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Endoscopic anisakis removal induced anterior cutaneous nerve entrapment syndrome
  1. Takeshi Endo1 and
  2. Takashi Watari2,3
  1. 1Department of Internal Medicine, Unnan City Hospital, Unnan, Shimane, Japan
  2. 2General Medicine Center, Shimane University Hospital, Izumo, Shimane, Japan
  3. 3Master of Healthcare Quality and Safety, Harvard Medical School, Boston, Massachusetts, USA
  1. Correspondence to Dr Takashi Watari; wataritari{at}

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A 66-year-old man without significant medical history presented to our hospital for a routine check-up. He underwent oesophagogastroduodenoscopy (EGD) annually. He reported having eaten mackerel sushi 3 days before the check-up. Transnasal EGD showed anisakid nematodes, which were removed using standard biopsy forceps (figure 1A). The patient did not have any abdominal pain before or during EGD; however, he experienced sudden abdominal pain 15 min after the examination. The pain persisted and was aggravated by movements, walking and moving in bed. Abdominal enhanced CT scan showed no abnormal findings. The pain moved from the lower abdomen to the left side of the umbilicus, and a detailed physical examination revealed a 2×2 cm tenderness area off the lateral border of the rectus abdominis muscle (figure 1B). Carnett’s sign was positive, and the pain exacerbated on slight pinching of the abdominal wall. Sonography revealed tenderness at 1.5 cm below, at the lateral rectus abdominis muscle border, with no abnormal findings, such as the presence of haematoma. Using sonography, a 1% xylocaine solution (5 mL) was injected into the adipose layer and the rectal muscle sheath at a depth of 1 cm (figure 1C), and the pain disappeared 15 min later. Anterior cutaneous nerve entrapment syndrome (ACNES) was diagnosed. The patient was discharged from the hospital the next day without having taken any sedative medication. He visited the hospital after 1 week, and at 3 months, we confirmed that there was no abdominal pain recurrence via a telephone call.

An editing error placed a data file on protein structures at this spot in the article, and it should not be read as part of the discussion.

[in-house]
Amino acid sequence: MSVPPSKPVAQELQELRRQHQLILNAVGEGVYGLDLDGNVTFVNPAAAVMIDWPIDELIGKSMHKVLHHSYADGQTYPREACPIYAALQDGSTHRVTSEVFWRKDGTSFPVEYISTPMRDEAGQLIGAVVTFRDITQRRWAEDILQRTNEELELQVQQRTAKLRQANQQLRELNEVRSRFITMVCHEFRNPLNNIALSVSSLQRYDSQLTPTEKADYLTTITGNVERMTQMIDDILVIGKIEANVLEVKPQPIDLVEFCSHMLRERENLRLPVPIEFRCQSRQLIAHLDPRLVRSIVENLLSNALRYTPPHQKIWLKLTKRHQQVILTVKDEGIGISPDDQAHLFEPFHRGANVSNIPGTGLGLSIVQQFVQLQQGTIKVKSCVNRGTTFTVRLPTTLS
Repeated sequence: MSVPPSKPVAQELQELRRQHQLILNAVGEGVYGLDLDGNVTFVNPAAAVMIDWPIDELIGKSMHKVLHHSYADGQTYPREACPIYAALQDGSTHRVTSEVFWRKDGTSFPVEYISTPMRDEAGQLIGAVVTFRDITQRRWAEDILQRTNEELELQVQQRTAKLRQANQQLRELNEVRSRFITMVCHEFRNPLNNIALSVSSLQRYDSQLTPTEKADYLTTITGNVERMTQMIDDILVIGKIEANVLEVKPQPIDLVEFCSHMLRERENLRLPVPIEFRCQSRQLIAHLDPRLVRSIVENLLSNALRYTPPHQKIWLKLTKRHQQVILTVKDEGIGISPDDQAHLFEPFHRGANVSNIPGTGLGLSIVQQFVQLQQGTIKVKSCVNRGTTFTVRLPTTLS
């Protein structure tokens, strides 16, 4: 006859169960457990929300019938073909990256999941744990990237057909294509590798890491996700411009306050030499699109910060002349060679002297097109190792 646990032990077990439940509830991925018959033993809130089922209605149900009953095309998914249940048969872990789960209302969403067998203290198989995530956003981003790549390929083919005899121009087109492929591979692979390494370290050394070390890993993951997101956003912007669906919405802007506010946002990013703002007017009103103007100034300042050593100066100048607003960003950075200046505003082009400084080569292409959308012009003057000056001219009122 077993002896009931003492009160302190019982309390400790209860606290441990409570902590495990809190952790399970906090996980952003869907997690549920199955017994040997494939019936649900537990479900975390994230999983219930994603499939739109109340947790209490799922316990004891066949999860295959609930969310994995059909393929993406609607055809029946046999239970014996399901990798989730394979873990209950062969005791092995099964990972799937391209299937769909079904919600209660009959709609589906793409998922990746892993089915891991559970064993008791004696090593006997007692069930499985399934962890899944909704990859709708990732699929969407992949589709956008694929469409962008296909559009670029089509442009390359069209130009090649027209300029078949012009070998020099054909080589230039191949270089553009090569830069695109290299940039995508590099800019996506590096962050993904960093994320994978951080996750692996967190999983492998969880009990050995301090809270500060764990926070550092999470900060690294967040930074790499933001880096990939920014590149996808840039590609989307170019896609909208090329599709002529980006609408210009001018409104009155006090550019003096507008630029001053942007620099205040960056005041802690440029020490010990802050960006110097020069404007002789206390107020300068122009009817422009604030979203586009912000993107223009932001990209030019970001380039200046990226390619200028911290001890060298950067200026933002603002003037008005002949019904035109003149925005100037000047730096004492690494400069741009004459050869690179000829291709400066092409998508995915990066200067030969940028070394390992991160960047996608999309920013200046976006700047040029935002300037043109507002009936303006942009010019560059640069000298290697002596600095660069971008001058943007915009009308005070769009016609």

Figure 1

(A) Gastroscopy image of mucosal erythema and anisakis infection. An anisakis infection is inadvertently found during upper gastrointestinal endoscopy. (B) Abdominal tenderness points (2×2 cm) with Carnett’s sign. The pinch sign sensory disturbance is positive at this limited point. (C) Sonography image: the arrowhead points to the local injection site in the subcutaneous adipose layer and the rectal abdominis muscle sheath.

ACNES is a nerve ischaemia of the intercostal nerve branches of the thoracic spinal nerve. It occurs because of herniation of the connective adipose tissue surrounding the nerves in the rectus abdominis muscle or the pulling and pushing forces exerted on the same area.1 Approximately 5.3% of the patients who undergo EGD can experience abdominal discomfort within 24 hours of the examination.2 A patient with a gastric ulcer reportedly developed ACNES 3 days after EGD.3 Pneumoperitoneum during EGD causes abdominal wall elongation, which could cause ACNES. Previous studies have reported an association between anisakis and ACNES. However, anisakis causes abdominal pain and gastrointestinal disturbances.4 Similar to patients with gastric ulcer who develop ACNES after EGD,3 the abdominal wall may have been stimulated by the expansion of the gastric mucosa that was previously damaged by anisakis, and this stimulation may have caused ACNES.

Pinpoint identification of abdominal tenderness is helpful for a definitive ACNES diagnosis. Mol et al indicated that ACNES can be suspected when at least two of the following features are present: sensory disturbance, pinch sign, Carnett’s sign and response to a local rectus sheath anaesthetic injection.5 Since subjective symptoms may appear beyond a 2 cm area, detailed palpation is required to detect small tender spots. When a diagnosis of abdominal wall pain can be made because of a positive Carnett’s sign, an abdominal CT is usually not necessary; however, a CT scan should still be performed when there are concerns regarding the intra-abdominal aetiology of the pain.6 Ultrasonography helps identify masses, abscesses and haematomas in the abdominal wall and deliver accurate and safe local injections into the area.6

Learning points

  • Anterior cutaneous nerve entrapment syndrome (ACNES) may develop because of the abdominal wall stress, such as after endoscopic anisakis removal.

  • A detailed patient history and careful physical examination can help diagnose ACNES.

  • Ultrasonography also helps guide the injection accurately.



  • Contributors TE and TW cared for the patient and wrote the manuscript together.

  • Funding The authors have not declared a specific grant for this research from any funding agency in the public, commercial or not-for-profit sectors.

  • Competing interests None declared.

  • Patient consent for publication Obtained.

  • Provenance and peer review Not commissioned; externally peer reviewed.